Colombia’s Q1 Coffee Output Seen Hit by El Nino

Bogota, Oct 26 – Expectations of strong droughts hitting Colombia in the first three months of next year have led some of the country’s coffee growers cut their production estimates for 2010.
The El Nino weather phenomena is producing high temperatures across the country and the tendency is expected to worsen into the first quarter.

Rains in September were 30 percent lower in the coffee producing departments of Santander, Norte de Santander, Quindio, Tolima, Huila and Narino compared with average September levels in previous years.

It was the driest September in 12 years, Humberto Gonzalez, director of weather forecast for the government’s weather office, IDEAM, told Reuters.

But the worst of El Nino could be yet to come. Rains in October through December could decrease 30 percent from average levels, while precipitation may be even lower during the first quarter of 2010.

“The average levels of rains in the October-December period will be below normal, affecting mainly the Andean region, where most of coffee production is located and the Colombian Caribbean,” Gonzalez said.

“The dry season could be worst between January and March, when El Nino is expected to intensify,” he said.

Colombia’s dry season is in the first quarter, but 2010’s will be particularly severe due to El Nino, Gonzalez added.

El Nino is an abnormal warming of water in the eastern Pacific Ocean off the west coast of South America. El Nino usually recurs every 3 to 7 years with varying degrees of intensity.

The intensity of the current Nino is moderate, Gonzalez noted.

Were it not for El Nino, rich-coffee producing areas such as Quindio, Risaralda, Antioquia and Tolima, which accounts for 52.4 percent of the country’s total bean production, could have an average rainfall of 2,150 millimeters (85 inches) this year.

But rainfall would total only 1,500 millimeters per year, predicts Gonzalez.

Poor weather predictions led the state of Huila to reduce its output estimate for next year to 1.7 million 60-kilogram bags, down from an initial projection of 2 million bags, Hector Falla, who represents producers for the province, said.

“All (information) makes us forecast that the January, February and March period is going to be really complicated,” he said.

The head of Colombia’s coffee growers’ federation recently said production for next year may total 11 million bags of 60-kilogram bags versus 9.3 million bags expected this year, give or take 5 percentage points.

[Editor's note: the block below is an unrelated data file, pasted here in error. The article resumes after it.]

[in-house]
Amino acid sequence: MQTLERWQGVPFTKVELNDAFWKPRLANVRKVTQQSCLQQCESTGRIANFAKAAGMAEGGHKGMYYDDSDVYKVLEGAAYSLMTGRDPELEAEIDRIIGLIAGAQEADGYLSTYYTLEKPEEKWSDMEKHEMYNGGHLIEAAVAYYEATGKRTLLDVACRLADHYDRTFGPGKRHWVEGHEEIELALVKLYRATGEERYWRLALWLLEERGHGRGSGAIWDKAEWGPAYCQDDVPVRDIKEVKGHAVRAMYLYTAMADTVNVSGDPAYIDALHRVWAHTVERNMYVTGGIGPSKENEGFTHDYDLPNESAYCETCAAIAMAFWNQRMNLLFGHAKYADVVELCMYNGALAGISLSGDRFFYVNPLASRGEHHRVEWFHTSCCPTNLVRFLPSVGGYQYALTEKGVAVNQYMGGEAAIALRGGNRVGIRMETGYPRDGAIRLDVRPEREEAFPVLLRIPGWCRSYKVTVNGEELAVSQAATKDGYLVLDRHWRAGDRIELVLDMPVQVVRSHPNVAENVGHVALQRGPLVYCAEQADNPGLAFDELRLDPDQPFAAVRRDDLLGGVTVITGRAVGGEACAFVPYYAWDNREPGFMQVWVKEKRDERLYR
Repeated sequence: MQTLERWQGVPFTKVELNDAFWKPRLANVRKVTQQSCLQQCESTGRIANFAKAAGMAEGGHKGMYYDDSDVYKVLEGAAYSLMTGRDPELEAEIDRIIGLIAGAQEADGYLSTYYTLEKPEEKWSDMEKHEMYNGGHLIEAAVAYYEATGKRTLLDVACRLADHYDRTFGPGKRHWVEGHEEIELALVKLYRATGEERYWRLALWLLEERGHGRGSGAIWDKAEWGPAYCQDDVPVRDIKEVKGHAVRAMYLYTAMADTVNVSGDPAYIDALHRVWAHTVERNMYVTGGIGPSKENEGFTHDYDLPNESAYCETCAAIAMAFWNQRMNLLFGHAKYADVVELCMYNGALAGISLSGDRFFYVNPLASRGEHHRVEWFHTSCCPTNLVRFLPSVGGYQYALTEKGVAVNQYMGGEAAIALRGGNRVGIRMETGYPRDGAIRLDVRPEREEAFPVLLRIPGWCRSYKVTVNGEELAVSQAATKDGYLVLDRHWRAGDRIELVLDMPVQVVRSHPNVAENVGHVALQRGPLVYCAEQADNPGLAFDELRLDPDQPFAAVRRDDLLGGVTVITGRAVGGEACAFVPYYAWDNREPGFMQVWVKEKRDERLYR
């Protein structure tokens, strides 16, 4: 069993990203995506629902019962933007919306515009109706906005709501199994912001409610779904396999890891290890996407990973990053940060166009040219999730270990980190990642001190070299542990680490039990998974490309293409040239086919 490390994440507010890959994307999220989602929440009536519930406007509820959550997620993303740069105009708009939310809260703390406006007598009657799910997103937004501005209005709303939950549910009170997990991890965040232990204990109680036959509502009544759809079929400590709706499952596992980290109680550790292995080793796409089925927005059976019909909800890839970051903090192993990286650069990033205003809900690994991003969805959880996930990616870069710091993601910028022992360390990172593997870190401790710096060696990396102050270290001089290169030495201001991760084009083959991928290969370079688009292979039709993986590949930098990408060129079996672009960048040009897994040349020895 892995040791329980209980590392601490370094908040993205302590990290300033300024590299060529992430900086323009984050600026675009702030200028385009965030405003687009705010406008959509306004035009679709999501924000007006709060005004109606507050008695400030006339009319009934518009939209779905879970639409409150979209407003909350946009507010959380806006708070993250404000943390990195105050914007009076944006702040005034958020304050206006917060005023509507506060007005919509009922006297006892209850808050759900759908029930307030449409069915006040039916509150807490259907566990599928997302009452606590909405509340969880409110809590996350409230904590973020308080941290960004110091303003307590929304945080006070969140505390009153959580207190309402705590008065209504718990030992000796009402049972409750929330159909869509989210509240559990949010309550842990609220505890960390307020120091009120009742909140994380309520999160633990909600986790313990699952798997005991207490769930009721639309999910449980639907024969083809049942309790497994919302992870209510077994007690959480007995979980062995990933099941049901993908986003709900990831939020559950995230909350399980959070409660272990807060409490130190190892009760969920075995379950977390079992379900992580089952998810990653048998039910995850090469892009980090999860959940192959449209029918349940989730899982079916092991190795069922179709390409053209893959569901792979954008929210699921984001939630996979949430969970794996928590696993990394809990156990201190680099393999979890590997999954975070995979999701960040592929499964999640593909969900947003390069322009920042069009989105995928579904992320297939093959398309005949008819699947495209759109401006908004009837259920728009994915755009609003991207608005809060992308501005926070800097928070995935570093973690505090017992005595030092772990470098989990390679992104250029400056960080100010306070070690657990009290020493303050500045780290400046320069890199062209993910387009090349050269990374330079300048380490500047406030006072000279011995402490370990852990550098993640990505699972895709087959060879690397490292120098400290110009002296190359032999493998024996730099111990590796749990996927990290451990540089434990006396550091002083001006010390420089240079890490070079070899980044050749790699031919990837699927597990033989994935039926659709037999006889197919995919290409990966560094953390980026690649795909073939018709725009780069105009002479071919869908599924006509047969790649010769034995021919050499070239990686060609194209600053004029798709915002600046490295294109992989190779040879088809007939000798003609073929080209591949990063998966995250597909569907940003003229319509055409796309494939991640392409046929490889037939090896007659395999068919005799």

Gomez believes coffee production will come near the lower target range of the federation’s target or around 8.8 million.

Other coffee producers are confident that IDEAM’s pessimistic predictions may not come true.

Javier Bohorquez, who represents 37,000 families spanning in 55 municipalities in the state of Cundinamarca, expects to collect 80 percent of next year’s 517,000 bags in the April-June harvest.

“IDEAM has historically been mistaken,” Bohorquez. “Even if it is doesn’t rain enough in the first quarter of the year, we have properly fertilized to withstand one month of no rains,” he concluded.


Colombia is the third biggest coffee producer in the world after Brazil and Vietnam.

According to the country’s National Coffee Research Center, known as Cenicafe, rainfall at the Paraguaicito weather station located in the municipality of Buenavista in the state of Cauca, received in September a-sixth of rains than what it gets on average for the month.

Cauca accounts for 7 percent of the country’s output.

The same situation was present in the coffee-rich municipality of Libano, in the state of Tolima, which got 70 millimeters of rains in September, compared to 220 millimeters it gets on average for that month.

Tolima weights 11.3 percent of total production, the third-heaviest weighted department in terms of production.

During the first 22 days of October, rainfall increased compared to September but that is still below average levels.

The Naranjal weather station next to Caldas’s coffee region of Chinchina, received 224 millimeters of rain in the first 22 days of October, down from an average of 288 millimeters in the same period in recent years, Cenicafe says.

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